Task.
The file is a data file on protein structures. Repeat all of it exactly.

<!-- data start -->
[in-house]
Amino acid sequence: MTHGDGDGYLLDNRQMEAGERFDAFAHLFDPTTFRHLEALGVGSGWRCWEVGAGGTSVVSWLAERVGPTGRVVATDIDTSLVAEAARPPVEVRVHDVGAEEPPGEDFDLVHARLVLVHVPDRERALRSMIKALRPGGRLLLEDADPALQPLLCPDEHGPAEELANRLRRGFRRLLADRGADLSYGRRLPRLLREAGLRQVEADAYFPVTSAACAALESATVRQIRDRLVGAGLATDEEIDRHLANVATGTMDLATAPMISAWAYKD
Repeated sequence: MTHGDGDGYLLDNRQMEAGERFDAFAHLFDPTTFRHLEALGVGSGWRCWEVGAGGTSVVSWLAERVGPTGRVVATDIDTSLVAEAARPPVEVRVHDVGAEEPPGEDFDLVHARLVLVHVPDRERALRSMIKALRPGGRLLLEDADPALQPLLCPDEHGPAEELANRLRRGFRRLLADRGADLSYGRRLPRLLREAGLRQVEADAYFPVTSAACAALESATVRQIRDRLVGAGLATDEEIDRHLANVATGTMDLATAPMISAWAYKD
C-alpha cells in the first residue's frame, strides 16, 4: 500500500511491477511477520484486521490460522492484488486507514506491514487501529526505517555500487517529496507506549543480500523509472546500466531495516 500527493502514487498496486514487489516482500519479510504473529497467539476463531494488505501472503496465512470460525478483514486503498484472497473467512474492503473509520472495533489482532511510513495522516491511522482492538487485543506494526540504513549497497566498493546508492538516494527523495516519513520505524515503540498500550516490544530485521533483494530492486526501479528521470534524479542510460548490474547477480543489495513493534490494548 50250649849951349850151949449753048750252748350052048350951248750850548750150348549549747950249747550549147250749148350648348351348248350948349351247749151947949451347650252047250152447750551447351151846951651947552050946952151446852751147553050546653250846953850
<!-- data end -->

[in-house]
Amino acid sequence: MTHGDGDGYLLDNRQMEAGERFDAFAHLFDPTTFRHLEALGVGSGWRCWEVGAGGTSVVSWLAERVGPTGRVVATDIDTSLVAEAARPPVEVRVHDVGAEEPPGEDFDLVHARLVLVHVPDRERALRSMIKALRPGGRLLLEDADPALQPLLCPDEHGPAEELANRLRRGFRRLLADRGADLSYGRRLPRLLREAGLRQVEADAYFPVTSAACAALESATVRQIRDRLVGAGLATDEEIDRHLANVATGTMDLATAPMISAWAYKD
Repeated sequence: MTHGDGDGYLLDNRQMEAGERFDAFAHLFDPTTFRHLEALGVGSGWRCWEVGAGGTSVVSWLAERVGPTGRVVATDIDTSLVAEAARPPVEVRVHDVGAEEPPGEDFDLVHARLVLVHVPDRERALRSMIKALRPGGRLLLEDADPALQPLLCPDEHGPAEELANRLRRGFRRLLADRGADLSYGRRLPRLLREAGLRQVEADAYFPVTSAACAALESATVRQIRDRLVGAGLATDEEIDRHLANVATGTMDLATAPMISAWAYKD
C-alpha cells in the first residue's frame, strides 16, 4: 500500500511491477511477520484486521490460522492484488486507514506491514487501529526505517555500487517529496507506549543480500523509472546500466531495516 500527493502514487498496486514487489516482500519479510504473529497467539476463531494488505501472503496465512470460525478483514486503498484472497473467512474492503473509520472495533489482532511510513495522516491511522482492538487485543506494526540504513549497497566498493546508492538516494527523495516519513520505524515503540498500550516490544530485521533483494530492486526501479528521470534524479542510460548490474547477480543489495513493534490494548 50250649849951349850151949449753048750252748350052048350951248750850548750150348549549747950249747550549147250749148350648348351348248350948349351247749151947949451347650252047250152447750551447351151846951651947552050946952151446852751147553050546653250846953850